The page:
8 2 MR. COULTER: Good morning, Madam Chairmen, my 3 name is David Coulter, with me is Hugh McColl, the CEO of 4 NationsBank. I also want to introduce Don Mullane on my 5 right, Executive Vice President of Corporate Community 6 Development for Bank of America. And Cathy Bessant, on my 7 far left, President of the Community Investment Group at 8 NationsBank. 9 We want to thank the Federal Reserve Board for 10 this opportunity to talk about the proposed creation of 11 America's first coast-to-coast bank. 12 The new BankAmerica will represent the triumph of 13 an idea that began nearly a century ago right here in 14 San Francisco when a local produce merchant named A.P. 15 Giannini founded the Bank of Italy. 16 The Bank of Italy later became the Bank of 17 America and it became a catalyst for economic opportunity, 18 moving capital between communities, funding the rise of 19 major industries and helping to house, feed and move the 20 population of a state that is now the world's seventh 21 largest economy. 22 The story of California is really Bank of 23 America's story. Here are just a few highlights. Through 24 the years and right up until today, Bank of America has 25 purchased the bonds that have built universities, highways 26 and, yes, even the Golden Gate Bridge. . 9 1 In 1929 when the City and County of San Francisco 2 ran out of funds to complete the Hetch Hetchy water 3 system, our bank stepped in and bought the bonds. Today 4 that water is in the drinking fountains in this building. 5 We financed farmers and ranchers at a time when no other 6 bank would entertain them. And today California boasts 7 the most fruitful agricultural industry in the world. 8 We helped build Hollywood, too. We lent money 9 for thousands of films ranging from Snow White and the 10 Seven Dwarfs to Gone With the Wind, from Lawrence of 11 Arabia to It's a Wonderful Life. In Hollywood we became 12 known as The Movie Bank. 13 The Dodgers came to Los Angeles with BofA's help. 14 Mattel and Disneyland were built with BofA financing. And 15 we've been there for Silicon Valley, too. From O'Malley 16 to Disney to Jobs, the great visionaries have turned to us 17 to finance their dreams. As have millions of individuals 18 who count on Bank of America when the time comes to 19 purchase their home, educate their children or start their 20 business. 21 I can assure you that Bank of America has brought 22 unparalleled commitment to the communities we serve. The 23 new Bank of America will continue in this manner but on a 24 much larger scale than ever before. In fact, it will be 25 positioned to create economic opportunity nationwide. 26 Long ago Bank of America sought to empower people . 10 1 by opening bank branches in hundreds of communities 2 throughout California. Today we're bringing a wide array 3 of financial services even closer to home and making them 4 available to customers 24 hours a day. And we are not 5 turning our backs on the communities that need financial 6 services the most. 7 In South Central Los Angeles, for example, we 8 have more branches than all other banks combined. We've 9 played a principal role in capitalizing one of Los 10 Angeles's three African American owned financial 11 institutions, Founders National Bank. And just last month 12 the CEO of that bank, Carlton Jenkins, said this in a 13 letter to the Federal Reserve Bank in Richmond. Quote, 14 "BankAmerica has been an extremely significant participant 15 in the growth and maturation of Founders National Bank. 16 This, in spite of the fact that several of our branch 17 locations -- in several of our branch locations, we are 18 clearly a competitive institution to them," unquote. 19 The BankAmerica Board of Directors has 20 established a goal that its major operating units receive 21 outstanding ratings for their CRA activities. We are 22 living up to that standard. BankAmerica Corporation has 23 five bank subsidiaries and all five currently hold 24 outstanding Community Reinvestment Act ratings. Two of 25 those have been earned under the new CRA regulations. 26 Our flagship institution, Bank of America . 11 1 National Trust & Savings Association, has received four 2 consecutive outstanding ratings. Our Federal Savings Bank 3 is rated outstanding by the Office of Thrift Supervision. 4 Our Community Development Bank is rated outstanding by the 5 FDIC. Bank of America Texas and our Credit Card Bank in 6 Phoenix are rated outstanding by the Office of the 7 Comptroller of the Currency. 8 We believe that allocating the resources and 9 performing at a level to achieve these outstanding ratings 10 is very, very important. We believe it is equally 11 important to reward outstanding banks by placing value on 12 their outstanding ratings at times like this. 13 I know that it's important to you to have 14 financial institutions that are committed to community 15 building. I hope you come away from today's hearing with 16 a better understanding of our commitment. To help in that 17 regard, let's take a brief look at Bank of America's 18 record. 19 We surpassed the ten year $12 billion community 20 lending commitment that was announced by the bank in 1992 21 in four and a half years. 22 Last year, we voluntarily set a new, very well 23 defined ten year goal of $140 billion in community 24 lending. It was an unprecedented move by a major bank, 25 once again on a voluntary basis. Mr. McColl will later 26 speak to an even larger voluntary commitment by the . 12 1 BankAmerica. 2 Since 1992, we have booked $2.5 billion in 3 affordable consumer loans to low- and moderate-income 4 borrowers. 5 Underscoring our commitment to neighborhood 6 revitalization is the success of Bank of America's 7 Community Development Bank which has become the west's 8 number one source of government guaranteed small business 9 loans and multi-family affordable housing finance. In the 10 last five years, we have booked nearly $1.5 billion in 11 community related small business loans and approximately 12 $2 billion in credit for multi-family affordable housing, 13 including more than $600 million in the first half of 14 1998. 15 Last year, Bank of America became the first major 16 bank to launch an initiative tailored specifically around 17 the banking needs of rural America. Our rural 2,000 18 Community Development Initiative includes a three year 19 $500 million community development lending goal. It also 20 calls for $5 million in grants that will benefit rural 21 communities and Indian country. Helping us to carry out 22 this initiative are four advisory committees that include 23 42 rural community experts and practitioners. 24 We were the founders of the California Community 25 Reinvestment Corporation which provides permanent 26 financing for multi-family affordable housing and serves . 13 1 as the model in the western United States for other bank 2 consortiums. We have invested in dozens of other similar 3 multi-bank organizations. 4 To help create jobs and stimulate economic growth 5 in minority communities, we have invested more than $32 6 million in minority venture capital funds. 7 We continue to expand homeownership opportunities 8 among low-income and minority borrowers through our 9 Neighborhood Advantage program which has generated loans 10 of more than $15 billion since its inception. In 1997, 11 nearly one-fourth of all our mortgage loans were made to 12 minorities and low- and moderate-income borrowers. 13 We've just introduced a new zero downpayment 14 mortgage program for low- and moderate-income borrowers 15 which has had stunning results in our demonstration 16 markets. In fact, we accepted nearly $300 million in 17 applications in just three months. 18 In 1992, we introduced Advantage Business Credit, 19 a lending initiative that has taken much of the paperwork 20 out of small business loan applications for $100,000 or 21 less. In fact, the application for this product is just 22 one page. During the last six years, our so-called ABC 23 program has generated loans of $4.1 billion. 24 And we've trained more than 15,000 of our 25 associates in diversity programs so that they can better 26 respect and cherish the differences that make our company . 14 1 and our communities unique. We believe that changing 2 demographics represent new markets and opportunities for 3 us to serve people. Or as my predecessor, Dick Rosenberg, 4 said so often, quote, "Service to low-income communities 5 is the right thing to do and the smart thing to do," 6 unquote. 7 We're also helping to meet the financial needs of 8 a changing population by delivering ATM service in three 9 languages and staffing many branches with employees who 10 speak Spanish, Japanese, Korean, Chinese or Tagalog. 11 And since 1991, we have helped to strengthen 12 local education, economic development and environmental 13 quality with $206 million in contributions to nonprofit 14 organizations across the western United States. 15 We were the leading advocate for the revised CRA 16 regulations, encouraging banks, regulators and politicians 17 to give the regulations a chance. We recently commented 18 positively to the Federal Reserve on Regulation B which 19 calls for the voluntary collection of race and gender data 20 on small businesses. We've spoken out and taken 21 leadership positions on child care, Proposition 13, urban 22 sprawl, water, Hispanic higher education and other issues 23 important to all of our communities. 24 We've established ourselves as good corporate 25 citizens through an environmental program that has 26 resulted, among other things, debt for nature swaps to . 15 1 preserve Latin American rain forests. We were the first 2 major financial institution to sign the CERES Principles, 3 which hold signatories to a strict environmental code of 4 conduct. 5 Throughout the nation, Bank of America's record 6 is one of commitment, commitments made and commitments 7 kept. 8 I think the point is best made in a letter that 9 was forwarded to me a while back by then Comptroller of 10 the Currency Gene Ludwig. The letter was sent to 11 Mr. Ludwig in October of 1997 by the Greenlining 12 Institute's Executive Director and General Counsel who 13 wrote him about our CRA performance. Here's what they 14 said, quote, "The so-called outstanding rating given to 15 almost half of all very large financial institutions is 16 inadequate regarding Bank of America. As we previously 17 discussed, Bank of America is the overall CRA leader. We 18 believe the rating for Bank of America should be 19 outstanding plus," unquote. 20 I hope this helps give you a better understanding 21 of our community commitment. 22 NationsBank has a similar commitment to its 23 communities just as we are both committed to our 24 associates. Hugh McColl will elaborate on this for you 25 during his testimony. I'd like to turn it over to Hugh 26 but first allow me to close with this thought. . 16 1 A.P. Giannini once said, "When nationwide branch 2 banking is an accomplished fact, then America will have 3 come of age financially." 4 That's what our merger is all about, it will 5 produce an awesome combination and its power will be 6 unleashed for the benefit of this country. 7 Mr. McColl and I are convinced of this, that is 8 why we shook hand on this deal and that is why we'll 9 become teammates. And now I'd pleased to introduce my 10 colleague at NationsBank, Hugh McColl. 11 MR. McCOLL: Thank you, David. This meeting is 12 about the effects bank mergers have on communities. This 13 subject is close to my heart, as all of you know, my 14 company has been through many mergers over the past 20 15 years. 16 In each, our intention has been to employ more 17 people, win more money, do more business with minority 18 vendors, be more active in the community, and generally 19 make a bigger difference than our predecessor 20 institutions. 21 In fact, in reviewing the effects of these 22 mergers on our communities, we have found almost 23 universally that employment, lending, community 24 development efforts and charitable contributions actually 25 increase. That has been our vision and it will continue 26 to be so with this merger. In San Francisco and in . 17 1 Charlotte and throughout our coast-to-coast franchise. 2 Our goal is for the new BankAmerica Corporation 3 to be the best community development bank in this country. 4 So I welcome the opportunity to share with you the values, 5 efforts, and achievements that make NationsBank a positive 6 force in all the communities where we do business. 7 Now, as you know, NationsBank has a strong record 8 of community investment. We have achieved and maintained 9 outstanding CRA ratings. We have been a leader in our 10 local market and we have consistently sought out local 11 community based partners to help us achieve our community 12 development goals. 13 Let's consider some of the results. In 1997 14 alone, our mortgage lending to minority borrowers topped 15 $2.7 billion and our mortgage lending in low-income 16 neighborhoods topped $2.5 billion. NationsBank is the 17 number one bank lender to small businesses in this 18 country. 19 Our total production in 1997 was more than $11 20 billion, $2.3 billion of which was loaned in low-income 21 areas. We're also the number one bank originator of SBA 22 loans in the United States and we have preferred lender 23 status in every state in our franchise. 24 Our investment capabilities are significant and 25 unique with more than $520 million in community 26 development equity investments currently on our books. . 18 1 The NationsBank Community Development 2 Corporation, with the help of many local partners, has 3 involved a or re-habbed more than 14,000 units of 4 affordable housing, investing more than $300 million. Our 5 Community Development Corporation is the only bank owned 6 CDC that serves as both a developer of and investor in 7 affordable housing. 8 The NationsBank Small Business Investment 9 Corporation makes equity investments in small and 10 minority-owned companies. Through it, we've invested more 11 than $15 million in small businesses across the country. 12 Finally, we have invested more than $50 million in 13 minority-owned financial institutions and community 14 development financial institutions. These organizations 15 extend our reach to low-income borrowers and provide 16 capital to distressed neighborhoods in ways that no 17 traditional bank can. 18 Now, looking at what we've accomplished is 19 important, but to understand how we'll continue to be 20 successful in the future, we should look at how we've 21 achieved these results. 22 Our approach can be boiled down to three basic 23 principles. One, we build strategical alliances with 24 community based organizations. Two, we believe in a 25 national commitment delivered and differentiated locally. 26 And, three, we believe strongly in accountability. . 19 1 Our partners include national organizations as 2 well as hundreds of local community based organizations in 3 cities, towns, and neighborhoods where we do business. 4 These alliances will represent a fundamental way -- the 5 fundamental way that we do business. We seek partnerships 6 for the betterment of neighborhoods. 7 Our purpose in these partnerships is not to 8 compete against community based organizations but, rather, 9 to work with them to improve neighborhoods. 10 Our decentralized management philosophy means 11 that we understand that one size does not fit all 12 communities in need. In other words, associates across 13 the country do not get community development instructions 14 from Charlotte, North Carolina, they get the resources 15 they need and they get a corporate culture that backs them 16 up when they decide what needs to be done. 17 Our commitment to accountability is self-evident. 18 Since 1992, we have provided detailed reporting at the 19 local, state and national level on all of our results. 20 This process ensures that we continue to meet the evolving 21 needs of our communities. Equally important, it provides 22 further opportunities to gain feedback from community 23 groups, civic leaders and the public. 24 Now, let me be perfectly clear about one thing. 25 Our goal has never been simply to meet the requirements of 26 the Community Reinvestment Act. We strive to lead in . 20 1 everything we do, and that includes building strong 2 communities. Our commitment to our communities extends 3 throughout the company, to every business line and to 4 every associate throughout our franchise. 5 Beyond our core business activity, which fuels 6 the economy, supports the tax base and provides 7 employment, there are five areas in which NationsBank and 8 its associates are active in supporting our communities. 9 And they are, first, community leadership, an associate 10 volunteerism; second, individual and corporate 11 philanthropy; three, commitment to adversity; and, four, 12 minority business development; and, five, progressive 13 marketing programs and business policies. 14 Now, I'd like to touch on each of these areas 15 briefly. Community leadership and associate volunteerism 16 are important parts of the NationsBank culture. At the 17 corporate level we provide leadership to our communities 18 by putting our financial muscle behind important community 19 projects. By advocating for a stronger CRA and a 20 permanent low-income housing tax credit, and by working 21 with local governments and community organizations to 22 achieve shared goals. 23 We also have a strong culture of associate 24 volunteerism. Associate volunteers receive two hours of 25 paid time of every week to work in the schools. Local 26 councils within the bank identify volunteer opportunities . 21 1 for our associates, and our newest program, NationsBank 2 Neighborhoods, offers cash grants in an associate's name 3 to organizations at which the associates volunteer. 4 Now, the next area I mentioned is philanthropy. 5 Simply put, NationsBank is the most generous financial 6 institution in the country and the new BankAmerica will be 7 so by a long shot. Our combined budget this year will 8 exceed $100 million. No one else even comes close. 9 One of the most important aspects of our 10 decision-making process is that we put the control over 11 charitable dollars in the hands of local executives who 12 know best how to serve their communities. This policy has 13 resulted in not just increased giving but more effective 14 giving with dollars going where they are needed the most 15 throughout the franchise. 16 The third area in which we work very hard to 17 strengthen communities is building diversity among our own 18 associates. Our company will stretch from coast to coast 19 and will include the entire sunbelt, the Pacific 20 Northwest, the Midwest and the Mid-Atlantic. Now, while 21 we are unalterably opposed to quotas of any type, we will 22 continue to support affirmative action and we will have 23 one of the most diverse work forces of any large 24 corporation in this country. 25 And it is our intention that our board of 26 directors will be one of the most diverse corporate boards . 22 1 in the country. Not at some time in the distant future, 2 but on day one. 3 One of the most important areas of focus in 4 building strong communities is minority business 5 development. 6 NationsBank has been a pioneer and a national 7 leader in creating and sustaining a strong minority 8 business development program. NationsBank was the first 9 financial institution to be recognized by their Minority 10 Supplier Development Council as the corporation of the 11 year. And the first to receive this recognition two years 12 in a row. 13 In 1990, NationsBank set a goal of ten percent 14 for directing discretionary spending to women and 15 minority-owned businesses. Since then, we have averaged 16 more than 15 percent, amounting to more than $470 million 17 spent with women and minority-owned businesses. Once 18 again, our self-imposed goal turned out to be a floor, not 19 a ceiling. And in typical NationsBank fashion, we blew it 20 away. 21 Now, finally, we are supporting our communities 22 through progressive marketing programs and business 23 policies. 24 For example, we have had a formal Hispanic 25 Marketing Program for more than five years in an effort to 26 reach out to this growing segment of our population. . 23 1 We've installed bilingual ATMs, hired bilingual 2 tellers and telemarketers and formed partnerships with the 3 National Council of La Raza, the Hispanic Association on 4 Corporate Responsibility and SER-Jobs for Progress, Inc., 5 as well. 6 Now, throughout these partnerships, we have begun 7 to develop programs and products that will make banking 8 with us easier and more accessible for all members of the 9 Hispanic community. 10 What we want to establish with our customers, all 11 our customers, regardless of race, ethnicity or economic 12 means are strong relationships and that's why we 13 implemented a relationship approach to fees and pricing 14 that minimizes fee increases for as many of our individual 15 deposit account customers as possible. 16 This spring NationsBank broke from the pack to 17 offer pricing benefits to a vast number of customers. We 18 eliminated check card fees for all customers, and fees for 19 a broad array of services associated with our two most 20 popular accounts were eliminated or frozen through the 21 year 2000. 22 Now, we've heard Dave Coulter talk about his 23 company's commitment to building strong communities across 24 the western half of the United States. And you've heard 25 me talk about my company's commitment to doing the same 26 across the NationsBank franchise. . 24 1 In fulfilling these commitments, both our 2 companies have a strong record of accessibility and 3 proactive partnerships with local community groups. In 4 fact, since our merger announcement, we've met with 5 hundreds of community organizations to talk about ways we 6 can best work together to improve our neighborhoods and 7 communities. 8 Bringing our companies together will only enhance 9 our ability to deliver on all of our commitments. 10 The company we will create will be the leading 11 American bank of the 21st Century and we will be this 12 country's premiere community development bank, as well. 13 This will benefit all of our constituents. 14 First, our customers will see a new standard for 15 choice, convenience, value and market presence. Second, 16 our associates will realize more opportunities from 17 working at a larger, stronger company. And, third, by 18 investing in our communities, by providing good jobs and 19 creating new ones and by helping to improve the quality of 20 life for customers and associates alike, we will be the 21 model for corporate citizenship. 22 We will build on the best initiatives from both 23 banks, retaining the Bank of America Community Development 24 Bank and NationsBank Community Development Corporation. 25 These vehicles, as well as new initiatives to promote 26 rural development and Indian country lending and . 25 1 investment, will be used to rebuild neighborhoods, create 2 jobs and provide access to the financial system as never 3 before. 4 We will keep decision-making in the hands of 5 local bankers and managers who know best how to serve 6 their communities. 7 We will continue to lead locally and nationally 8 and we will deliver on our commitments whatever and 9 wherever they may be. 10 Now, recently we announced a ten year $350 11 billion commitment to community development lending and 12 investing. The commitment targets $180 billion for small 13 business lending. 115 billion for affordable housing, $25 14 billion for economic development and $30 billion for 15 consumer lending. Now, let me underscore, this is a 16 floor, not a ceiling. 17 Furthermore, fulfilling this commitment will not 18 be easy, it will be a stretch. This commitment will push 19 our new company and each of us individually to be even 20 more proactive, more innovative and more creative than 21 we've ever been. We view this as a challenge, and as with 22 all challenges, we are ready and eager to take it on. 23 Both banks have a demonstrated record of working 24 with community partners. Yet, there are those who oppose 25 this merger because we have not signed, quote, unquote, 26 "CRA agreements" and because we have not itemized the . 26 1 commitment by market or by product. 2 I understand the passion these organizations have 3 for their specific communities. As I've said, we share 4 common goals. However, their desire to receive the 5 greatest financial support possible for their individual 6 causes should not overshadow the fact that our pledge, the 7 largest of its kind ever, is designed to benefit all of 8 our communities. 9 When we created this commitment, we decided not 10 to itemize the commitment by market or by product. And 11 there's a good reason for this. 12 Because community needs and circumstances are 13 always changing, we believe the best approach is a 14 flexible commitment that establishes goals on a nationwide 15 basis and relies on capacity and demand within each market 16 to determine how goals are met. 17 Our outstanding record of achievement, 18 accountability and public reporting of results 19 demonstrates the CRA agreements and itemized commitments 20 are unnecessary for our company, they are unwarranted, 21 they are burdensome to manage, they divert resources from 22 the areas most in needs and they prevent us and our 23 partners from meeting the changing needs of our 24 communities. In short, they're not in the best interests 25 of underserved neighborhoods. 26 Now, for our part, NationsBank is, and the new . 27 1 BankAmerica will be, devoted to building strong, growing, 2 vigorous communities everywhere that we do business. 3 Community development has been a part of both of 4 our cultures and it will be an integral part of our new 5 culture. It's a fundamental part of the way that we do 6 business. It's essential to the future health of our 7 company and perhaps, most important, as Dave said, it's 8 simply the right thing to do. 9 This is what we have always believed, it's what I 10 believe today and I assure you that it is not going to 11 change. Now, we'll be happy to take your questions. 12 MS. SMITH: Thank you. Bob. 13 MR. FRIERSON: Thank you very much. This is a 14 question to the panel, so anyone feel free to respond. I 15 have several. The board is required to consider the 16 effects of this proposal and the convenience and needs of 17 the communities served and this consideration takes into 18 account the records of performance under the Community 19 Reinvestment Act of NationsBank and BankAmerica. 20 In assessing the effects of the proposal on 21 communities, particularly communities in California, 22 should the board rely on NationsBank's record or 23 BankAmerica's record? If the board should rely on 24 NationsBank's record, how does NationsBank intend to 25 ensure that all individuals in all communities will have 26 access to a full range of products that assist in meeting . 28 1 credit needs that may differ substantially from community 2 to community? If the board is to rely on BankAmerica's 3 records, which programs -- and I believe I understood you 4 correctly to say you would be retaining BankAmerica's 5 Community Development Bank -- which programs in addition 6 to that would NationsBank expect to continue? 7 MR. McCOLL: Can I answer the last question 8 first? As to the last question, we intend to retain all 9 of what the Bank of America has been doing, including 10 their support through their foundation of local community 11 efforts and Don Mullane can outline all of the aspects of 12 what has been done. 13 We ask that you measure us on both of our 14 records. And what we believe we would do is bring 15 whatever we think is the best of NationsBank's efforts 16 also to California and to the west coast to supplement 17 whatever has been done by the Bank of America. In other 18 words, we think the sum will be greater than the parts. 19 And that's where I am on that. 20 I may have missed one of the questions. Oh, you 21 want to talk about making credit available to all 22 individuals? 23 MR. COULTER: Sure. I will be somewhat 24 repetitive but I would indicate that we are trying to 25 create a new company here. In fact, we refer to it today 26 as the new BankAmerica Corporation, and in that sense, . 29 1 we're trying to take the best of what we think are two 2 fine organizations today. We're blending this merger, as 3 indicated, from the establishment of a policy committee 4 with three senior individuals from Bank of America and 5 three senior individuals from NationsBank and we are going 6 to attempt to operate on a nationwide basis. This is the 7 first coast-to-coast franchise. 8 And in that sense, I think we have a clear 9 understanding that to be successful on a nationwide basis 10 size is not the only important criteria. To be successful 11 on a nationwide basis and take advantage of size, you have 12 to demonstrate local market or natural market leadership. 13 And that involves community investment efforts as well as 14 day-to-day business efforts in terms of relating the 15 products and services you provide in a natural market, be 16 it the Bay Area or be it St. Louis or be it Jacksonville, 17 Florida in a way that the market clearly believes that you 18 have the decision-making power to offer the products and 19 services that makes sense in that natural market. 20 MR. McCOLL: I would just like to add one thing. 21 As to the understanding of the difference in the markets, 22 which I think is a fair question, it should be noted that 23 NationsBank operates in 16 states now, four major regions, 24 each of which is different. For instance, the cattle are 25 more important in Texas by some staggering margin than 26 they are in South Carolina where cotton is more important. . 30 1 And we have different industries, from aerospace to the 2 furniture industry, just illustratively. 3 And we understand that the needs of the 4 individuals in each market are quite different and we 5 respond. I made the point earlier and I'd like to 6 underline it, that we have local market leadership that 7 makes decisions in the best interests of each individual 8 community. 9 So our response in Southern California may well 10 be quite different from South Carolina, albeit it will be 11 to achieve the same goals, which is support small 12 business, adequate housing at fair values and services 13 available to everyone in the areas where we do business. 14 So it's not something we're unfamiliar with. 15 We have earned our CRA ratings over a broad 16 number of states and broad regions and we have 17 demonstrably performed in facing the differences that are 18 existent in each of these markets and we will continue to 19 do so. 20 Let me say one last thing. We are Americans, we 21 understand what America is about, and it's about all of us 22 here in the room, even the right to disagree with each 23 other. And I just might -- in response to the earlier 24 statement, you need to understand that we support and, in 25 fact, furnish money to a large number of the groups that 26 are here protesting this merger. . 31 1 MR. FRIERSON: Let me follow up on the 2 characterization which has been used several times here 3 which is the coast-to-coast banking franchise. This 4 proposal has been characterized as allowing customers that 5 would have access to approximately 5,000 branches and I 6 believe 15,000 automated teller machines. In addition to 7 what you've told us already, can you provide us with any 8 more detail on how it's going to serve the convenience and 9 needs of those residents in communities who may only use 10 the branches and the ATMs that are located within their 11 own communities? 12 MR. McCOLL: Well, we'll try. The first and most 13 important thing that I believe that banks should do is to 14 provide the fuel for the economy, that is, provide credit. 15 Now, that's the first thing we should do. 16 We have a large deposit base, but in addition to 17 that, because of our strong earnings and capital base, 18 we're able to raise money across the world. And we have 19 demonstrated conclusively and can demonstrate empirically 20 that we're net importers of capital into every market in 21 which we operate. And so it starts with that, being a net 22 importer of capital and furnishing it to markets no matter 23 how large they are or how small they are. We start with 24 that and that's because of our strong ability to access 25 the world markets and to bring money into the market that 26 is beyond our deposit base. . 32 1 Secondly, because of our company's success, both 2 companies' success, we are able to develop software that 3 drives down cost, not only to us but to the customer, that 4 is it makes the products that are available to the 5 customer work better for them and facilitates the ease in 6 which they do their business. And that isn't a lot 7 different, candidly, from Wal-Mart which is a 8 coast-to-coast company which does the same thing. 9 Dave, you may want to comment further about that. 10 MR. COULTER: I have just a few comments. Even 11 if you're confined to a pretty small local market, I 12 didn't move very far out of the small town I grew up in 13 Port City, Pennsylvania for the first 16 or 17 years of my 14 life. I'd still argue that value and convenience that we 15 can provide are quite important. 16 Maybe you go to your normal -- maybe you go to 17 your branch on a weekly basis. But perhaps as technology 18 changes and the world continues to evolve and you don't 19 have transportation, if you can access your bank via your 20 interactive cable TV, that's of some value to you. If you 21 need information about sending a child to college in 22 another part of the United States and need to be able to 23 move money back and forth to that child, that's of value 24 to you. 25 So I think the basic benefits you laid out at the 26 start of the question are quite important and very . 33 1 valuable. 2 In addition to that, it's certainly my experience 3 here in California that it does not take a very small 4 business today to have international, if not global, 5 aspirations to look at this broad pacific rim which we're 6 fortunate to be on one edge of and desire to sell some of 7 its product offshore. 8 Now, we're in a little bit of a disruptive 9 economic period but I think that's a long-term desire and 10 a long-term need. And that's a case where I think the new 11 BankAmerica Corporation can bring a wide range of services 12 in how to do business in offshore markets that appear very 13 foreign and very distant to many small businesses today. 14 And as I said, I think most small businesses have those 15 kinds of aspirations and dreams. 16 MR. McCOLL: I'd like to add one thing. We have 17 about a hundred thousand teammates in our company and Bank 18 of America has approximately the same number of people who 19 are drawing a paycheck, in effect, from the company, so a 20 couple hundred thousand people working. 21 We live in these communities, large and small, 22 and if for no other reason, we all like our communities 23 that we live in and it's in our interests both personally 24 and corporately to support those communities and we're 25 going to do that. 26 Secondly, we are interested in making money. We . 34 1 cannot make money if we don't do the things that banks are 2 supposed to do. That is, if we don't lend money. If we 3 do not make service and products available at reasonable 4 prices, they can go somewhere else and we will lose the 5 business. So we are incented to do the right thing and 6 will do so. 7 MR. FRIERSON: I have one last question, I just 8 want to clarify the record. NationsBank has stated that 9 it will -- it intends to expand all aspects of the 10 BankAmerica rural 2000 Community Development Initiative. 11 Will the rural 2000 initiative be extended to all rural 12 communities that would be served by the combined 13 organization if the merger is approved and how will the 14 initiative be expanded? 15 MR. McCOLL: Well, we'll do that where it makes 16 sense. And it will be expanded under -- obviously, under 17 the leadership of the people who thought it up inside our 18 company. But we'll obviously have to bring more people to 19 the -- bring more people to it from our company, that is, 20 added staffing. Because of time zones, because of 21 different types of rural needs. As I said, a rural need 22 in eastern North Carolina or South Georgia is quite 23 different from what it is in Kansas or Iowa or in Southern 24 California or in -- right here in the valley. So it will 25 have to be tailored to be responsive to each region. But, 26 yes, we intend to continue with the outreach. . 35 1 MS. SMITH: Thank you very much for your 2 presentation and we will move on to the first panel. 3 MS. ORR-SMITH: Madam Chairman, I'd like to 4 address this letter to Mr. McColl and Mr. Coulter 5 requesting a meeting with some of the protestors to 6 discuss the specific issues raised. Thank you. 7 MS. SMITH: I think the first panel is mostly up 8 but if there's anyone who hasn't made it up. And if you 9 will just introduce yourselves to the audience as you are 10 seated and let's start with the person on the extreme 11 right.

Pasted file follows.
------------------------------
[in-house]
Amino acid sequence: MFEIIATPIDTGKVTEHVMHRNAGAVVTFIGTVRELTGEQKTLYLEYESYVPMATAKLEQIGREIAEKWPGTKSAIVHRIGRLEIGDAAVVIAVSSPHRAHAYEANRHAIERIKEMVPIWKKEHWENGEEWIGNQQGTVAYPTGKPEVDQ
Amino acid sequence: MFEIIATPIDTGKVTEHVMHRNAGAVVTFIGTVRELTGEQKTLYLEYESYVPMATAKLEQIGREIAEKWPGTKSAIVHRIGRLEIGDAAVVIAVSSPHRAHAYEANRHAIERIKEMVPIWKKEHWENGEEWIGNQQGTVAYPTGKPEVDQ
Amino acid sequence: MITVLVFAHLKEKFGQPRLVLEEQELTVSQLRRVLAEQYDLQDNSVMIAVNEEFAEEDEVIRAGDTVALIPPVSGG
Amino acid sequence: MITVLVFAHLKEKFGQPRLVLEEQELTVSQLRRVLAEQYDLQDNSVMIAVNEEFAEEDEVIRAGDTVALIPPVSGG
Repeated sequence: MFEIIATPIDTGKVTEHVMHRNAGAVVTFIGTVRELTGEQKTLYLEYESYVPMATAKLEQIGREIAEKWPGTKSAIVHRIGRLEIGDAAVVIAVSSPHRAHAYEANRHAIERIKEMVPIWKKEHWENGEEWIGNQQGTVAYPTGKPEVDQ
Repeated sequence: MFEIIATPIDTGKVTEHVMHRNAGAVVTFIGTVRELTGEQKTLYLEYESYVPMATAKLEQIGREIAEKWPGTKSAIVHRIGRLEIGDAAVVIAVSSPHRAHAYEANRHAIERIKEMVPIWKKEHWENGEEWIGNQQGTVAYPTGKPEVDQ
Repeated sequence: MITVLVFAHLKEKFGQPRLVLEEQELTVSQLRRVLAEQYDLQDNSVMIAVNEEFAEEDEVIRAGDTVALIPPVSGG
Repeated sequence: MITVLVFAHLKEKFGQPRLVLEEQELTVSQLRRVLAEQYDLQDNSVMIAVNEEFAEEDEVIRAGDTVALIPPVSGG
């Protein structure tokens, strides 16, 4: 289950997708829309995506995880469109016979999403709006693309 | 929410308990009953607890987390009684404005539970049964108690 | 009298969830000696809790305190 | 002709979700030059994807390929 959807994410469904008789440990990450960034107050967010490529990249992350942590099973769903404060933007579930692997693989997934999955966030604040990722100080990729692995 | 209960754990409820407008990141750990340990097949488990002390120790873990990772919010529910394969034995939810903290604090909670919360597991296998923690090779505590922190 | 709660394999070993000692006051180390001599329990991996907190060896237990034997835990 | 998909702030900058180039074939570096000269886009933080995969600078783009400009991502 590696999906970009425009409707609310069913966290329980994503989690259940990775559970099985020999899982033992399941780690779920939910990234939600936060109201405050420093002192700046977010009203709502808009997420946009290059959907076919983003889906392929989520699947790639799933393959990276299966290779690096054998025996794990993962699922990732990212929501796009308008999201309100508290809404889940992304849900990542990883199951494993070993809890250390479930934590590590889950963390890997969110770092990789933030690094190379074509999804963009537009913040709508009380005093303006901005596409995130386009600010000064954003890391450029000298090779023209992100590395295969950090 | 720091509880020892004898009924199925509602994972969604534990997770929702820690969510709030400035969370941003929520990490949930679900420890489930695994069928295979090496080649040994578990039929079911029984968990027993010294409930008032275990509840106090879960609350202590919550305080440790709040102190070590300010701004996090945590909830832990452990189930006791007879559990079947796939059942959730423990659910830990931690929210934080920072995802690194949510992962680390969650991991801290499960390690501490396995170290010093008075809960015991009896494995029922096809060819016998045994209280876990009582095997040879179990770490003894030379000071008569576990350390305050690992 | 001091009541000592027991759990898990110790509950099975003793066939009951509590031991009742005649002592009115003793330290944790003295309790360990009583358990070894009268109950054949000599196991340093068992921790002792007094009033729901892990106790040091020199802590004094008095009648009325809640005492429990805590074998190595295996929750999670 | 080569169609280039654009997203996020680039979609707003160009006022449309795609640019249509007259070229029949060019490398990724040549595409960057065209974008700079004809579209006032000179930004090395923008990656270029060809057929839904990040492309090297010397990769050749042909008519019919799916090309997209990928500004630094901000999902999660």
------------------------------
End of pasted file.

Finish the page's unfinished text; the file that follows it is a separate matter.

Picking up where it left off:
Last update: December 3, 2010